Elective Egg Freezing: Borrowed Time - The science of elective egg freezing

May, 2017

In the sixties, the feminist movement told women they could have it all. Women took up the call for equality, fought for rights in the workforce, demanded equal pay, affirmative action—and are still doing so. In many respects, women have proven they can change almost all aspects of their lives. Unfortunately, our reproductive systems never got the memo, and fertility remains one place where women cannot exert their will to change the less-than-ideal window they’re given to conceive children—assuming it’s an option at all. However, a new process called vitrification offers some women the power to pause what may feel like an ever-ticking biological clock. That is, if they have the information, resources, money, timing and reproductive luck required.

Women’s Reproduction

Unlike men, who continue to produce new sperm throughout their reproductive lives, women are born with all the egg cells they will ever have—about two million. As a woman ages, her eggs age too, and their number and quality decline. On average, about 11,000 egg cells die each month from the time a girl is born until she reaches puberty, at which point she will have approximately 300,000 to 400,000 egg cells remaining. Each month after that, another 1,000 egg cells will die until a woman has about 1,000 remaining and goes into menopause. By age 37, the average woman will have about 25,000 remaining egg cells. Over a woman’s lifetime, she will ovulate approximately 45 eggs.

Women’s fertility begins to decline in their late twenties and drops off significantly in their mid-thirties. By age 40, her chance of getting pregnant naturally (without artificial reproductive technology) each month is about five percent. In addition, the risks of miscarriage and complications in pregnancy and childbirth increase. By age 44, her risk of miscarriage is 54 percent. The risk for birth defects and genetic abnormalities also increases as a woman ages: a 30-year-old woman has a 1 in 384 risk of having a baby with a chromosomal abnormality; the risk jumps to 1 in 66 for women aged 40. The risk to expectant mothers also increases—gestational diabetes, high blood pressure and complications from birth make pregnancy a more complicated proposition for women in their 40s.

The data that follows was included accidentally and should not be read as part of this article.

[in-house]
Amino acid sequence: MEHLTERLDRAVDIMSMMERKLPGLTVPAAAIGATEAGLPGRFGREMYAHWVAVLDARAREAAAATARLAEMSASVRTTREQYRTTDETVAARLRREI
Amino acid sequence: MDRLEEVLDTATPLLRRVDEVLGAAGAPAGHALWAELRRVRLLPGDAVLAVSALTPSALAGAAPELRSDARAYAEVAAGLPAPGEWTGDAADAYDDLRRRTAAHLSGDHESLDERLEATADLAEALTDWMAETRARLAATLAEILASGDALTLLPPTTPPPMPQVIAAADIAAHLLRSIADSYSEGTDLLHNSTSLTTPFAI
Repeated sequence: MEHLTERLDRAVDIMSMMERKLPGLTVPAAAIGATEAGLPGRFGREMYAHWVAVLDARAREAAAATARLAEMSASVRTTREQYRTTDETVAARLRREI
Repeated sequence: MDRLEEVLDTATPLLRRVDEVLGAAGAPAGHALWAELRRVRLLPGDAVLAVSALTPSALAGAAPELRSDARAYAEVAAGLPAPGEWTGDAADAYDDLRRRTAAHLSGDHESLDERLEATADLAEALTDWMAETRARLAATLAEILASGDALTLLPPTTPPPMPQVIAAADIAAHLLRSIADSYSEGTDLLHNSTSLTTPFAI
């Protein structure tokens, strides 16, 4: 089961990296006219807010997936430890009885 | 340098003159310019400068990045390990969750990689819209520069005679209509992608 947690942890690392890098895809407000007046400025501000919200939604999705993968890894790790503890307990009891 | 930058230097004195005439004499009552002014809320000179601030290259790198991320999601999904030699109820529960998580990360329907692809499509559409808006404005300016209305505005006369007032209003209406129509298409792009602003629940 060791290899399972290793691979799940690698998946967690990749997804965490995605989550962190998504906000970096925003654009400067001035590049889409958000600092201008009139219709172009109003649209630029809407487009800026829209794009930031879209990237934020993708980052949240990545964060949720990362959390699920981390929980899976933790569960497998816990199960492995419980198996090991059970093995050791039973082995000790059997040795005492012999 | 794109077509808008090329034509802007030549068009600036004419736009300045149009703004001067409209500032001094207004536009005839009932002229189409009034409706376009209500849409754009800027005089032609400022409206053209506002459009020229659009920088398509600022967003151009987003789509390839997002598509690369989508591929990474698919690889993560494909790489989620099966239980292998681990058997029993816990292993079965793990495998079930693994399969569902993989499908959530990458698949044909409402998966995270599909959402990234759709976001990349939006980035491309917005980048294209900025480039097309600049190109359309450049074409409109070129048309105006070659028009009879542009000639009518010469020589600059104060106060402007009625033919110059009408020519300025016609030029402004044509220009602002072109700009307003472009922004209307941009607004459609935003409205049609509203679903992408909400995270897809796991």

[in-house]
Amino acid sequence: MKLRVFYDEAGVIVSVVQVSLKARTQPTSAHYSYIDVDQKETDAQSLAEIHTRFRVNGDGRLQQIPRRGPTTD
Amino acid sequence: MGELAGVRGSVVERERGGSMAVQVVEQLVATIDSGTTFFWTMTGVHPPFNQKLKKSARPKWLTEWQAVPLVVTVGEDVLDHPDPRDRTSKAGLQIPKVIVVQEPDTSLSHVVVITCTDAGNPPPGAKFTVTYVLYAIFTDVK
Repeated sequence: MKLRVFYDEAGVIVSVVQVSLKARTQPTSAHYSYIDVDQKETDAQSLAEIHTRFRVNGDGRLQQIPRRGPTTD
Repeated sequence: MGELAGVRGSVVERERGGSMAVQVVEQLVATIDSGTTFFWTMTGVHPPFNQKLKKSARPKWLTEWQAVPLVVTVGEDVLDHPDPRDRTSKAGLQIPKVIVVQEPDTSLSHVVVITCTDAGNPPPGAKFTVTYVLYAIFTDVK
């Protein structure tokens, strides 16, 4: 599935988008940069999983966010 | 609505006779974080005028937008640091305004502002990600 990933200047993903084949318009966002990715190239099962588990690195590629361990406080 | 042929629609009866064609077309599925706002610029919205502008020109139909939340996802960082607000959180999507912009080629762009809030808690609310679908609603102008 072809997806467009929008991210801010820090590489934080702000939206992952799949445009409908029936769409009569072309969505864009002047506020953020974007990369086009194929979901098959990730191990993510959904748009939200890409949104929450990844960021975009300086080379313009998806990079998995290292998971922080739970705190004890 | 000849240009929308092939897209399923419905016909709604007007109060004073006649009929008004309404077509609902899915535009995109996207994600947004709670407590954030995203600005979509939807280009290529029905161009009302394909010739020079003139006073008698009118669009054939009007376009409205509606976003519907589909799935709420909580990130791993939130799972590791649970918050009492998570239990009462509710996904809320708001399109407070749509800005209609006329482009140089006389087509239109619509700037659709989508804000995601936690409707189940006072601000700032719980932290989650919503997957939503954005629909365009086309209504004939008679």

Yet, when a woman is in her healthiest childbearing years (early to mid-twenties) a family may not fit into her plans even if she knows she wants children. There are a variety of reasons for women to delay a family, such as completing an education, building a career, waiting until they enter the right relationship for raising a family and, of course, economics. Statistics support that, indeed, in spite of social, economic and biological pressures, more women are choosing to delay parenthood. In Canada, the average age of first-time moms has increased from 23 in 1971 to 28 in 2011. And by 2011, one in three women became first-time moms at the age of 35 or older. In fact, for the first time ever, Canadian women aged 40 and older have surpassed teenagers in giving birth.

Delaying pregnancy can mean the end to the possibility of carrying a child. However, a process developed in Canada called vitrification has given women more reproductive options.

Freezing Time

Women have long had access to in vitro fertilization (IVF), the process of harvesting their eggs, getting them fertilized with sperm and freezing the resulting healthy embryos. However, until recently, freezing unfertilized eggs has proven a more challenging process than that of in vitro. One of the reasons why is that although eggs are the largest cell in a woman’s body, they are extremely delicate—more so than embryos. Until 2012, scientists were unable to freeze eggs successfully on a consistent basis without ice crystals forming on the cell membrane. Those ice crystals damage the cell, destroying its viability. Today, a new freezing process called vitrification has improved artificial reproductive technology.

While traditional freezing does not have a high success rate, vitrification does. Cryoprotectant solutions transform the water in the cell into a glass-like solid that does not crystallize when frozen. The cells are then put into a storage straw and plunged into liquid nitrogen, which cools them to -196˚C within two to three seconds. When vitrification is done correctly, 90 percent of egg cells survive the thawing process.